But before I begin that job this week, I am also truly honored, humbled and appreciative of this experience with you here at UW.
We weren’t exactly sure how this position would evolve after I arrived for my first day in September of 2010 – the day before that season’s football opener I covered at Brigham Young. I attempted to do it as I had in my five years prior as The Associated Press’ national sports writer for Seattle, and in my five years before that covering the Oakland Athletics and then Raiders for the Sacramento Bee: As a journalist blessed with the realization that sports stories are, at their essence, about people first and games second.
Here at Washington, there are 600-plus student-athletes. That’s 600-plus stories of hometowns, of mothers and fathers, of brothers and sisters, of how they got started in sports and why they chose UW. For a writer, it’s a gold mine.
I had a journalist’s dream canvas from which to craft, to learn about the people behind the Huskies we see compete on the field. I had unrestricted, behind-the-scenes access to 21 sports teams, with the full cooperation and support of administrators, coaches, support staff, trainers, doctors, alumni, boosters, family members and fans.
That, in my industry, is as rare as a 600-yard passing day. Thank you to all for that and more.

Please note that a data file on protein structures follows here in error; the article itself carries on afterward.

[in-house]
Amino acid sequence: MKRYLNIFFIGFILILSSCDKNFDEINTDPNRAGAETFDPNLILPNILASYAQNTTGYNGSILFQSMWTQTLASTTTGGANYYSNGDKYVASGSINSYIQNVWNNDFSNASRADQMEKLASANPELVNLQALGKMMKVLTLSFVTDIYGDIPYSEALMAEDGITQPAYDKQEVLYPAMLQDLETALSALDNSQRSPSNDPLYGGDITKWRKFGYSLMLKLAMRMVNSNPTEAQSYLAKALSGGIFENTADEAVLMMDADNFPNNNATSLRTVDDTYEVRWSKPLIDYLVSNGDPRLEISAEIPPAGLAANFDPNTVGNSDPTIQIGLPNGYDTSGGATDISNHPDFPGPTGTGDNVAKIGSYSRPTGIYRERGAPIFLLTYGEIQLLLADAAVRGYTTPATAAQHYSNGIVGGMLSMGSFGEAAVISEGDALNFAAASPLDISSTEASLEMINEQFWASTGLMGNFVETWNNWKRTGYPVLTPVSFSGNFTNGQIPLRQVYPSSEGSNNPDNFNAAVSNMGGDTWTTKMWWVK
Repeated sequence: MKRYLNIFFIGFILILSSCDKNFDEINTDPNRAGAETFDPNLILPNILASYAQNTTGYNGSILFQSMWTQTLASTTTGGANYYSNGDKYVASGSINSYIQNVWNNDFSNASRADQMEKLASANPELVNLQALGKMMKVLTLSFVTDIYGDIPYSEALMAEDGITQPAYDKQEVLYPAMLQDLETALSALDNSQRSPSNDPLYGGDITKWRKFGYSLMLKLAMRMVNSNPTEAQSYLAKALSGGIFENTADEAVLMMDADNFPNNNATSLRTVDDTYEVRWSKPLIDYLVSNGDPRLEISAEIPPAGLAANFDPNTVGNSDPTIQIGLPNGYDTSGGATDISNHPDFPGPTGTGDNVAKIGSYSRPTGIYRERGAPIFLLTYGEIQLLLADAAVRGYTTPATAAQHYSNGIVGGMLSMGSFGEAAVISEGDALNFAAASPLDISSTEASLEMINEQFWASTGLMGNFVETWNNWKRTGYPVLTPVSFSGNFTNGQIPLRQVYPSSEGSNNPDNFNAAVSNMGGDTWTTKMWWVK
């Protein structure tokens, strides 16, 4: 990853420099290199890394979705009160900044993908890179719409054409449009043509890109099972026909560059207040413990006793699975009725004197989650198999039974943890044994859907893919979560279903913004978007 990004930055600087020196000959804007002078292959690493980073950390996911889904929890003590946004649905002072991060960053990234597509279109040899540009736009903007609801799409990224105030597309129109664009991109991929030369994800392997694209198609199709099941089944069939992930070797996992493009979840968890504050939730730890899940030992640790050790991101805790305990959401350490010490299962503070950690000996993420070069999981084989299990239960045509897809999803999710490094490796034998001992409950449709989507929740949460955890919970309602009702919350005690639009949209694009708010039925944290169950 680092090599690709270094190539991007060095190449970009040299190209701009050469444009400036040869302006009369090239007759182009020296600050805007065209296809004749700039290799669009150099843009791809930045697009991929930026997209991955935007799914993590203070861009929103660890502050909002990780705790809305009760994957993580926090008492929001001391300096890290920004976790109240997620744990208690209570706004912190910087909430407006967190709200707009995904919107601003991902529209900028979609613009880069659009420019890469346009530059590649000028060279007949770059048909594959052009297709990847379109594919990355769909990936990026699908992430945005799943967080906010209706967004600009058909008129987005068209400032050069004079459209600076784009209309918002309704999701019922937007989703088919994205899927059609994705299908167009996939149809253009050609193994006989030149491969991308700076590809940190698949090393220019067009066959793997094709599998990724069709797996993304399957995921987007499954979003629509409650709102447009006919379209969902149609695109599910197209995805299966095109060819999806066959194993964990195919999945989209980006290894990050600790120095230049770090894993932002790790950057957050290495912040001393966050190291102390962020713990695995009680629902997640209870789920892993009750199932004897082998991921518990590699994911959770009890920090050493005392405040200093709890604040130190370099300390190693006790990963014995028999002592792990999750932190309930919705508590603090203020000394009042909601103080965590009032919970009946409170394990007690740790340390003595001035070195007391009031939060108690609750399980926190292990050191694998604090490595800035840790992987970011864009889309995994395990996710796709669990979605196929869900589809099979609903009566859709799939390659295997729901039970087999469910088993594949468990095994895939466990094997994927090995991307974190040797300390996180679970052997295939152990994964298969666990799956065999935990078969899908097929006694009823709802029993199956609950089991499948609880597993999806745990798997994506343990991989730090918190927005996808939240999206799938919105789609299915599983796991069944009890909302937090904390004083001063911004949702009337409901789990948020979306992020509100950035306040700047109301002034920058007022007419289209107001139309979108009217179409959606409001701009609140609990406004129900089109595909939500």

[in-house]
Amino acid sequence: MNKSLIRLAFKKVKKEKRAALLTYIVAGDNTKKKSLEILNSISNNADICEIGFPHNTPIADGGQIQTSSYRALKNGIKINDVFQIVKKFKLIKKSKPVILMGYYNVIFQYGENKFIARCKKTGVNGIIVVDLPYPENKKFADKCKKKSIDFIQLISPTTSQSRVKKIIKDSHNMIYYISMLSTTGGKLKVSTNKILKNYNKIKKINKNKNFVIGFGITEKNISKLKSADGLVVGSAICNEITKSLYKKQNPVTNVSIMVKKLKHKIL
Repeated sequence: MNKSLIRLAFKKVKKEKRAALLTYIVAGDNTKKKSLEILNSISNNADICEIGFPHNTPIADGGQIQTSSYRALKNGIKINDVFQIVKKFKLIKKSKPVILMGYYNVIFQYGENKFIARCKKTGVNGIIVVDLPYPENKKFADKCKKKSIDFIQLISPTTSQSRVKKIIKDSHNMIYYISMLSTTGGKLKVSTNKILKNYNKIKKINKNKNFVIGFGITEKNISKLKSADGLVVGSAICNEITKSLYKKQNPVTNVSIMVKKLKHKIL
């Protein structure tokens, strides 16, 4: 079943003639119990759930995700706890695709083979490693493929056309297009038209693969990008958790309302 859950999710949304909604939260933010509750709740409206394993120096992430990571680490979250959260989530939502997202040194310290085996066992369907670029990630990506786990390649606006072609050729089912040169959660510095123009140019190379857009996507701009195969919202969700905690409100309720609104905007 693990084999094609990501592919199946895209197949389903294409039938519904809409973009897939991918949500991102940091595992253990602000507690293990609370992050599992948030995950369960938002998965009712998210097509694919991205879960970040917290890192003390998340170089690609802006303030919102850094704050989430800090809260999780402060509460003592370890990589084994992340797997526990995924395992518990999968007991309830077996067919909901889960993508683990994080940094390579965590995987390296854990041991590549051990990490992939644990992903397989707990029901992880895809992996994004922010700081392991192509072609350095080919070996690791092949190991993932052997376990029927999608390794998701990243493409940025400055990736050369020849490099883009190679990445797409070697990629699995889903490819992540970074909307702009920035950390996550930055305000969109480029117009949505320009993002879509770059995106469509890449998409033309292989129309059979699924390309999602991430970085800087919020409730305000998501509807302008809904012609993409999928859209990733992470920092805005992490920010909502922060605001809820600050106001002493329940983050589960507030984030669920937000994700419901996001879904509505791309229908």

What I learned is that those hundreds of college kids and their coaches and their parents that are the backbone of Husky athletics are some of the highest-quality people I’ve met.
Forget the wins and the titles, whether or not they go pro – or, in the cases of gymnasts and rowers and others, if they even the have the opportunity to. I’ve learned in the last four years that these students and their coaches are representatives of the highest order for this entire, great university. These people should make you proud to be a Husky, and I hope I was able to convey that adequately enough through my stories.
I’ll always smile over writing after games past midnight from the middle seats of charter jets, between players sleeping or studying on the flights back to SeaTac. After one game, coming back in the middle of a football night from Oregon State, I filed updates from on the aisle floor of football bus No. 3. I conducted live game chats interacting with 15,000 Husky fans around the world, including from a U.S. military outpost in Afghanistan, from Vietnam, from the yacht in the middle of the Pacific Ocean, and from, at least from what I’ve been told, the partially hidden smartphone screens of more than a few parents at kids’ recitals and fans attending Saturday weddings conflicting with kickoff times.